The ADP survey suggests that US private sector employment increased by 187,000 in January, another strong showing, although it is below the reported 247,000 increase in December. The question, however, is can this survey be trusted to give us an accurate steer on the official non-farm payrolls, data released this Friday, or is it ‘crying wolf’ once again? The ADP survey originally suggested a 297,000 gain in December (it's since been revised lower), but non-farm payrolls increased by ‘only’ 103,000. That makes me VERY cautious enough that I won't be changing my existing estimate that non-farm payrolls increased by 125,000 last month.
The breakdown of the ADP survey is interesting, however, because it shows that over the past few months it is smaller firms with fewer than 50 employees who have been responsible for a lot of the net job creation. This is the same message that comes out of the latest business employment and dynamics (BED) survey. Although the BED survey is released with a considerable lag, we only just have Q2 data, it also shows net job creation concentrated within smaller firms. Early in this recovery, small firms appeared to be lagging, held back by credit constraints. Apparently, not any more.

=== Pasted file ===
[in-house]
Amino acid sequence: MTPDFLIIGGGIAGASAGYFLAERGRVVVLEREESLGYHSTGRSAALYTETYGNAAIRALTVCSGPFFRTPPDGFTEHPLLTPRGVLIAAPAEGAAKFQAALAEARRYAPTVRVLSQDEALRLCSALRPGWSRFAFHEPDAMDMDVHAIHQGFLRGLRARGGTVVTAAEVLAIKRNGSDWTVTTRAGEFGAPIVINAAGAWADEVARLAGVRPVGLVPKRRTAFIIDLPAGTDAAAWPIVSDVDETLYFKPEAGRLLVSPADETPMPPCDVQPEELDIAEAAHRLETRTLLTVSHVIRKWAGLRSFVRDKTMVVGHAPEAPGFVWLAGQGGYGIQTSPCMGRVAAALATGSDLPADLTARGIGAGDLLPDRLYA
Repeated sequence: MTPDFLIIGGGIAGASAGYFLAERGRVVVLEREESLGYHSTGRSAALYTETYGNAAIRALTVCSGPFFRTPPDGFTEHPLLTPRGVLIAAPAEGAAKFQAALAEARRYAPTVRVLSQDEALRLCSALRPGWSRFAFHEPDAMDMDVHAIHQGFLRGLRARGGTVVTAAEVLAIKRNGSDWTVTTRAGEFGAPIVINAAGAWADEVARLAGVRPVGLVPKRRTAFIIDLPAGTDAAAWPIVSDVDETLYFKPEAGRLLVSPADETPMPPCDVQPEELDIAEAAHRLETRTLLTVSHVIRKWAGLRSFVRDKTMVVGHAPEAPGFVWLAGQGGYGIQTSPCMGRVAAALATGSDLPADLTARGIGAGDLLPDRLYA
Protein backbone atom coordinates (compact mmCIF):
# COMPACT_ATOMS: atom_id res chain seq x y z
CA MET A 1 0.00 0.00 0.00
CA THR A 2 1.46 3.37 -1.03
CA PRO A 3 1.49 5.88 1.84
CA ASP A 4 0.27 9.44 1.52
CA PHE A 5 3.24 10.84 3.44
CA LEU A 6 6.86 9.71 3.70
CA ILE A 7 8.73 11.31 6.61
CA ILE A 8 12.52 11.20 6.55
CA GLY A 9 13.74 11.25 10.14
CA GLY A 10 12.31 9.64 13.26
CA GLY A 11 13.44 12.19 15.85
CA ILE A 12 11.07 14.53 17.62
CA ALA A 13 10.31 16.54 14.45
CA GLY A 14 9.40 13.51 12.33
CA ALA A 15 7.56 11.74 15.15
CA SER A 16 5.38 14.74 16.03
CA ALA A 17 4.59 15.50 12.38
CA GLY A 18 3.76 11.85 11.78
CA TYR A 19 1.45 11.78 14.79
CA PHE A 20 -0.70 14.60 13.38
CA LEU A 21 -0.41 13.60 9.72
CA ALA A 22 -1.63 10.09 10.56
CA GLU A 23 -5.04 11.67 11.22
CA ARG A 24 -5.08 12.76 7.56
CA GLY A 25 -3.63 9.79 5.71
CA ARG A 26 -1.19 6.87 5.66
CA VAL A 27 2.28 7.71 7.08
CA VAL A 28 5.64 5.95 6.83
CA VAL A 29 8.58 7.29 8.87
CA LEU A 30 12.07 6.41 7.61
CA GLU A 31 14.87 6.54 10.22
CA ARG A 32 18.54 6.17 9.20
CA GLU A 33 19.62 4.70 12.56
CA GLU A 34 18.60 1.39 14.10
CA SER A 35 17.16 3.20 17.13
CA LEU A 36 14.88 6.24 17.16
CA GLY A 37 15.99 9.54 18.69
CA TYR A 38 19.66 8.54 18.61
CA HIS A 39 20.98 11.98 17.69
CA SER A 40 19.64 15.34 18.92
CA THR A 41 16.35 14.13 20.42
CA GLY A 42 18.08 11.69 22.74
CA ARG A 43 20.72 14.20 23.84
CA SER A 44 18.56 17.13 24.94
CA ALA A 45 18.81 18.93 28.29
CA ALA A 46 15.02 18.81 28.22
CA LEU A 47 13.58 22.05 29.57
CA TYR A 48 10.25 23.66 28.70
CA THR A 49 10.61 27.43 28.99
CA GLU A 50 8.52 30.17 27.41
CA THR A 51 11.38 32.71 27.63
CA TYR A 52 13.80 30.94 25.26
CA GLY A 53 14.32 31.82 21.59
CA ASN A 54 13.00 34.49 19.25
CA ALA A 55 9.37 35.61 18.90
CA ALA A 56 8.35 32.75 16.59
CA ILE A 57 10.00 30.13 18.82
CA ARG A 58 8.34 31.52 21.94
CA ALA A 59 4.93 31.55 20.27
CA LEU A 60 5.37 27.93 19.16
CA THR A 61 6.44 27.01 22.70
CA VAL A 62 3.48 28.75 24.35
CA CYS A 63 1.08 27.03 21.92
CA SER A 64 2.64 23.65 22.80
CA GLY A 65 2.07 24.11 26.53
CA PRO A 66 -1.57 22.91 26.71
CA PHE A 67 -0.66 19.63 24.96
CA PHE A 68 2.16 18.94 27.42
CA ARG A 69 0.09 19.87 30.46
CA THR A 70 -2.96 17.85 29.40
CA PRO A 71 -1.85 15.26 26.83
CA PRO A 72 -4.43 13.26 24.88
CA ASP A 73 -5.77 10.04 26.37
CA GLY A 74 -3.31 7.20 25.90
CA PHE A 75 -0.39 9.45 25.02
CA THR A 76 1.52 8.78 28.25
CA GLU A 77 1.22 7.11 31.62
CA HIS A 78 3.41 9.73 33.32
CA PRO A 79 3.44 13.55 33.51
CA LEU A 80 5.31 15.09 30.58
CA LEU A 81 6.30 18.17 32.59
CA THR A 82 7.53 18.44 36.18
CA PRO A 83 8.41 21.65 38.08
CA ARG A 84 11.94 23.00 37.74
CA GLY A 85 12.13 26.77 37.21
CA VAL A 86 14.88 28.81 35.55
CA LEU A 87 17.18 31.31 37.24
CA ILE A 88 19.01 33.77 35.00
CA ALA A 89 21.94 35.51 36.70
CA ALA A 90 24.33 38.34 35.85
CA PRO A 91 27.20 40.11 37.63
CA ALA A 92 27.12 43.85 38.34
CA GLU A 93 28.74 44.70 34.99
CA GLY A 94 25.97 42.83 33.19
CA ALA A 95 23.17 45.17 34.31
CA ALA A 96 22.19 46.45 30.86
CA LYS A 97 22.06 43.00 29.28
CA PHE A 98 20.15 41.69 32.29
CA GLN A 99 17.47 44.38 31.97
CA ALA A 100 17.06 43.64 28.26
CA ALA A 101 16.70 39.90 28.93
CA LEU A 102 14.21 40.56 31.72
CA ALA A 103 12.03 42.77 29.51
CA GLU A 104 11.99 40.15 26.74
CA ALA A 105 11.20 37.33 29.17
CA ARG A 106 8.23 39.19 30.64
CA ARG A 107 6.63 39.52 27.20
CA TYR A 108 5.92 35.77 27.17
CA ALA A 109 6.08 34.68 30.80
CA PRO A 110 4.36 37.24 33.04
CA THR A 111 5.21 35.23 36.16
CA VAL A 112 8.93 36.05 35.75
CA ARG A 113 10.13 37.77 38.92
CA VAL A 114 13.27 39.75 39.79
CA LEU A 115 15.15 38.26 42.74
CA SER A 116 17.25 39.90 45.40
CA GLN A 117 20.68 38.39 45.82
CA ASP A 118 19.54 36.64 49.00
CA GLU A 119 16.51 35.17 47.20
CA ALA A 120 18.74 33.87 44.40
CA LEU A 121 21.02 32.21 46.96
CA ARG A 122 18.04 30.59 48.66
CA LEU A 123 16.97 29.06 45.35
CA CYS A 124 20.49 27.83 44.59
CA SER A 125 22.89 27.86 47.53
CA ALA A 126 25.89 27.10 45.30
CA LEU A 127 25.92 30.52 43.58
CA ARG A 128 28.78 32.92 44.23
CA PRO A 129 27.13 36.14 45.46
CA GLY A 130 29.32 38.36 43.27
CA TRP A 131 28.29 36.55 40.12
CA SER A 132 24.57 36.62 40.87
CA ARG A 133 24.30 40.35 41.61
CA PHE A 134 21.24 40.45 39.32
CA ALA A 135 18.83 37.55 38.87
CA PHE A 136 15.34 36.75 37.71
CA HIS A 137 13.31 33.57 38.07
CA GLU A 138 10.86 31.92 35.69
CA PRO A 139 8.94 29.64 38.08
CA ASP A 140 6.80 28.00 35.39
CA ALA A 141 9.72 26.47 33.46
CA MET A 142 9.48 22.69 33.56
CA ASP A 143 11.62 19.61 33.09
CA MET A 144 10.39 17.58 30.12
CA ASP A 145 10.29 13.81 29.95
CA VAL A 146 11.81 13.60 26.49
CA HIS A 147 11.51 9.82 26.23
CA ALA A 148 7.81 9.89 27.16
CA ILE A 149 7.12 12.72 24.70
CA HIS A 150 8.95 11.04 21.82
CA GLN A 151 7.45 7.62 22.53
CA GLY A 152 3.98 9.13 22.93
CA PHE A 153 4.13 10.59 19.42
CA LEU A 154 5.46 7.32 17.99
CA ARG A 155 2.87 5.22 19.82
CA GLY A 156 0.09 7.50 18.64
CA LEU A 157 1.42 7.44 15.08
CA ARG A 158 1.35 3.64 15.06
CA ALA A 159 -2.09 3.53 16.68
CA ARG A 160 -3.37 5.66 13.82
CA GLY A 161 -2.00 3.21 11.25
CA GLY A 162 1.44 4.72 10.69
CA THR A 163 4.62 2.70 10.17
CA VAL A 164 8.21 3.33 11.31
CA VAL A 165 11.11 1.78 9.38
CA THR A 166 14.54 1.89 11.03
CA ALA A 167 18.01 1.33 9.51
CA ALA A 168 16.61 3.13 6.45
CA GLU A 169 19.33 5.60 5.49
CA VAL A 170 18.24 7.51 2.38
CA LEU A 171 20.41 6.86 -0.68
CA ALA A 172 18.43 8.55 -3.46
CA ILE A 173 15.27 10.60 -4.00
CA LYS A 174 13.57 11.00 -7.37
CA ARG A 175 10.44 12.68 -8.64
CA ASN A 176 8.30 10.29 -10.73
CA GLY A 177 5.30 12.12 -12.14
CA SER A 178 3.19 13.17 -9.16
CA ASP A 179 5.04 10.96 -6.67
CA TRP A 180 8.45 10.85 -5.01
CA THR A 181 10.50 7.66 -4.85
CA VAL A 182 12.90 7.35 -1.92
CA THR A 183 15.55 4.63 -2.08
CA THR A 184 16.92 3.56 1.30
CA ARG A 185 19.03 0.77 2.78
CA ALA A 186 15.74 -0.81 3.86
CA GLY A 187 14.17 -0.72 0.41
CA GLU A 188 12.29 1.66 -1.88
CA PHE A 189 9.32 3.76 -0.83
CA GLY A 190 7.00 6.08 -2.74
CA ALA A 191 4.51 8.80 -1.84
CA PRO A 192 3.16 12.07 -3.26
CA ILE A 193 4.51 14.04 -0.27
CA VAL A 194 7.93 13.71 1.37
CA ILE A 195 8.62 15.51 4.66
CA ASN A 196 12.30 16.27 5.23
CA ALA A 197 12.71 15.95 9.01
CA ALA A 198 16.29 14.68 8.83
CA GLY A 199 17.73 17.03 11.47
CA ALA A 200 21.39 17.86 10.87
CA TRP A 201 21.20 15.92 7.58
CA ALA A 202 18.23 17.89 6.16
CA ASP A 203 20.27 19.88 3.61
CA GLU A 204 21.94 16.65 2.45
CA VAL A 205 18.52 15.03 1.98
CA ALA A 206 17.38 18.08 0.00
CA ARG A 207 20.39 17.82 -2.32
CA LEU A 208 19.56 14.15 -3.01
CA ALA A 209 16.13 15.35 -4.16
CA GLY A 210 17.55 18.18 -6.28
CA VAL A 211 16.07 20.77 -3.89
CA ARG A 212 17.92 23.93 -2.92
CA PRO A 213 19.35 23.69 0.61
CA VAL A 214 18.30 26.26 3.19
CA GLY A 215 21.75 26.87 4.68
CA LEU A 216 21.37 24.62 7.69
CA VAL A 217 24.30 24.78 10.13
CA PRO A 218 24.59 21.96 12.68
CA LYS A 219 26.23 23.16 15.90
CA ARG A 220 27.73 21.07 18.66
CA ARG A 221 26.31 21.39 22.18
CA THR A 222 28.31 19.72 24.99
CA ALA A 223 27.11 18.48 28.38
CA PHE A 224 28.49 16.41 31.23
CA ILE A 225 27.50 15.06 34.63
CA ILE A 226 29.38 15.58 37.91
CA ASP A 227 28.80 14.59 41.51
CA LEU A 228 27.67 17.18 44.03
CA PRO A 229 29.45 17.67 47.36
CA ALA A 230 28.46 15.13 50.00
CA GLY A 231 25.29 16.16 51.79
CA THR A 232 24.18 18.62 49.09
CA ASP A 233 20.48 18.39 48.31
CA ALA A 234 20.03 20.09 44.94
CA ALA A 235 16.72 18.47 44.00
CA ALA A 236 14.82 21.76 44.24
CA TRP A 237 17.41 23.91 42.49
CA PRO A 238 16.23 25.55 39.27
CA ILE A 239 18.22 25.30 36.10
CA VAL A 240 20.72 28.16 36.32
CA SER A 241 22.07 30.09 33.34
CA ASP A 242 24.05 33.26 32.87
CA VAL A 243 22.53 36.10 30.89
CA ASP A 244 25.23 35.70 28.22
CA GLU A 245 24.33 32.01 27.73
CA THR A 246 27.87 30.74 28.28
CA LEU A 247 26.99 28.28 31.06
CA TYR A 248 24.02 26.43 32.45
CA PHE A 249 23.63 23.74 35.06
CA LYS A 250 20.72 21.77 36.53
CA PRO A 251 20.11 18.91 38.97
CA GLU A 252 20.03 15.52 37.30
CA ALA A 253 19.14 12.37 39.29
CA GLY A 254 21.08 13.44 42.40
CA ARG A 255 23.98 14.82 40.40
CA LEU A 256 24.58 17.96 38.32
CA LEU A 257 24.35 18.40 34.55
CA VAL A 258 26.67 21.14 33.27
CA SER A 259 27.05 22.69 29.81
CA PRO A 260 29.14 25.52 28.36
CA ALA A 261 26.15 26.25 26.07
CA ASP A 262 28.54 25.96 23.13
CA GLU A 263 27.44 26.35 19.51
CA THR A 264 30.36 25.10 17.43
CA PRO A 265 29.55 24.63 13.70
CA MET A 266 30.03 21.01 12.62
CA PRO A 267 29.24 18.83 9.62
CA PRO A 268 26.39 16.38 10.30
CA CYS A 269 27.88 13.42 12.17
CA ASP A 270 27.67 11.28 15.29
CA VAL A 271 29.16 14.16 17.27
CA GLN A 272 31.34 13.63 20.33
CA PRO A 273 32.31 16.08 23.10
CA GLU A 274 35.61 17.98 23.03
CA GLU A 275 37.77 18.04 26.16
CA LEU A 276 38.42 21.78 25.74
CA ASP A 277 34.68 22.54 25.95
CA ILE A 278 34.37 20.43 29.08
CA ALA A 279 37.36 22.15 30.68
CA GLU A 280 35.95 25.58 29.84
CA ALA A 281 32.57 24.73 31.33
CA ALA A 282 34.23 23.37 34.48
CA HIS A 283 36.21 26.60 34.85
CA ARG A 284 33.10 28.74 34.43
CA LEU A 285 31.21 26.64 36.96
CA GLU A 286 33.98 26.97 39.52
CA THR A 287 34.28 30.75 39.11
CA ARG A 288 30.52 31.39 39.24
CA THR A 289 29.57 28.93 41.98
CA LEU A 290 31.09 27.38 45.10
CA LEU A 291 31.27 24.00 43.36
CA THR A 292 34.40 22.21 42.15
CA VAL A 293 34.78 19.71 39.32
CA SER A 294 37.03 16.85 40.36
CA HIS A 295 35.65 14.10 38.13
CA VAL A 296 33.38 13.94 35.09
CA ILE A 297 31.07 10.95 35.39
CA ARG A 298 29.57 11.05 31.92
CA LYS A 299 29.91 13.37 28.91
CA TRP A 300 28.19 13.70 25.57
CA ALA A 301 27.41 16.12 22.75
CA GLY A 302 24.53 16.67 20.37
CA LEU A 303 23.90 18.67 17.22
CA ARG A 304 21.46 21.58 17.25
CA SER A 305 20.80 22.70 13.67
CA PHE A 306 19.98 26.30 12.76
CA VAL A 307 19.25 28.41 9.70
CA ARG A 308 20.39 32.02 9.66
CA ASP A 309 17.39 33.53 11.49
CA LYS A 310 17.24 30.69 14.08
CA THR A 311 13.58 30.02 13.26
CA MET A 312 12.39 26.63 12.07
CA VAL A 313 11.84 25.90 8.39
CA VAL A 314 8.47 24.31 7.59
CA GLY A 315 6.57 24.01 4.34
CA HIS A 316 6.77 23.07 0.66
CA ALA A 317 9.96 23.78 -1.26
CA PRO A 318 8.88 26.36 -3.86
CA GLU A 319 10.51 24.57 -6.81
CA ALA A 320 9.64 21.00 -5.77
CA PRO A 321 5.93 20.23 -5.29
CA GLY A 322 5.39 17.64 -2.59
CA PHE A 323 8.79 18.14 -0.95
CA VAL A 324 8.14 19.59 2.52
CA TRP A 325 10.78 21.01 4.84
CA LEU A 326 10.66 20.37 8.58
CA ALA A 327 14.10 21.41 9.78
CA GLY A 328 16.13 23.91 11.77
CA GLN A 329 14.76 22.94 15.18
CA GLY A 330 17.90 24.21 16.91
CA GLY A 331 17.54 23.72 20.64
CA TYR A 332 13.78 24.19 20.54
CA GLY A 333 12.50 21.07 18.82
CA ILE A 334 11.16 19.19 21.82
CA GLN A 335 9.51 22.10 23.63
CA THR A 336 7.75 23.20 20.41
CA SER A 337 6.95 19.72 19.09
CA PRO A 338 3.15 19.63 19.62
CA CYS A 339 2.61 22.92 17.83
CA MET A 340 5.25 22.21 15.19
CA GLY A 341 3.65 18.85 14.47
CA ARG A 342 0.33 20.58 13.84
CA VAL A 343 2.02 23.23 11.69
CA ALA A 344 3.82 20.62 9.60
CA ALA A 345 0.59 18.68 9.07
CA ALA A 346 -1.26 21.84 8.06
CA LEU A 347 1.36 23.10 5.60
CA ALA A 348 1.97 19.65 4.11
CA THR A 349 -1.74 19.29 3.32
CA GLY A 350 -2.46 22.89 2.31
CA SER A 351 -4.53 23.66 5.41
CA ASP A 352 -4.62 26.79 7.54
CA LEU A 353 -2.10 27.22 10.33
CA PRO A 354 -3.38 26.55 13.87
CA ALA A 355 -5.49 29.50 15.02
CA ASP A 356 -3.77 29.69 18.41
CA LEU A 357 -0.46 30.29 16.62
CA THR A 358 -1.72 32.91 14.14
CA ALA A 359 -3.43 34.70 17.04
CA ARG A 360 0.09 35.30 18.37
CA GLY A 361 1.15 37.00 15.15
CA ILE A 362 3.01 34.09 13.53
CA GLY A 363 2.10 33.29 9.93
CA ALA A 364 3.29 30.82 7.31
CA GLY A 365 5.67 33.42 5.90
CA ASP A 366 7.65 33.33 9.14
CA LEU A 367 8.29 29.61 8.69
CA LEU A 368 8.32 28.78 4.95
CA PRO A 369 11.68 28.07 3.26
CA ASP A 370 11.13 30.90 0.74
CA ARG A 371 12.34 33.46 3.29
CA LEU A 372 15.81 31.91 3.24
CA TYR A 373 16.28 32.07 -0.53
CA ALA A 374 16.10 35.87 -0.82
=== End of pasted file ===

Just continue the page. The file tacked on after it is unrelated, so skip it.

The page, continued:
The least worst of the monthly payrolls indicators, the ADP survey, printed a 187,000 increase for January, in excess of the 140,000 expectation, but lower than the 297,000 figure for December. The December figure was arguably distorted by end of year payrolls conventions, and today’s figure is probably a closer parallel for the payrolls number. But ADP has not been a particularly good payrolls predictor recently. And the stronger data today has given ‘hope’ to a number of analysts who have raised their Friday’s expectation to ‘around’ 165-180,000 forecast.
This data sheds absolutely no light at all onto the direction of the US unemployment rate. As a the product of the choppy and often uncorrelated (with payrolls) household employment survey, plus the erratic labour force data, even the direction of the unemployment rate is unfathomable at this stage.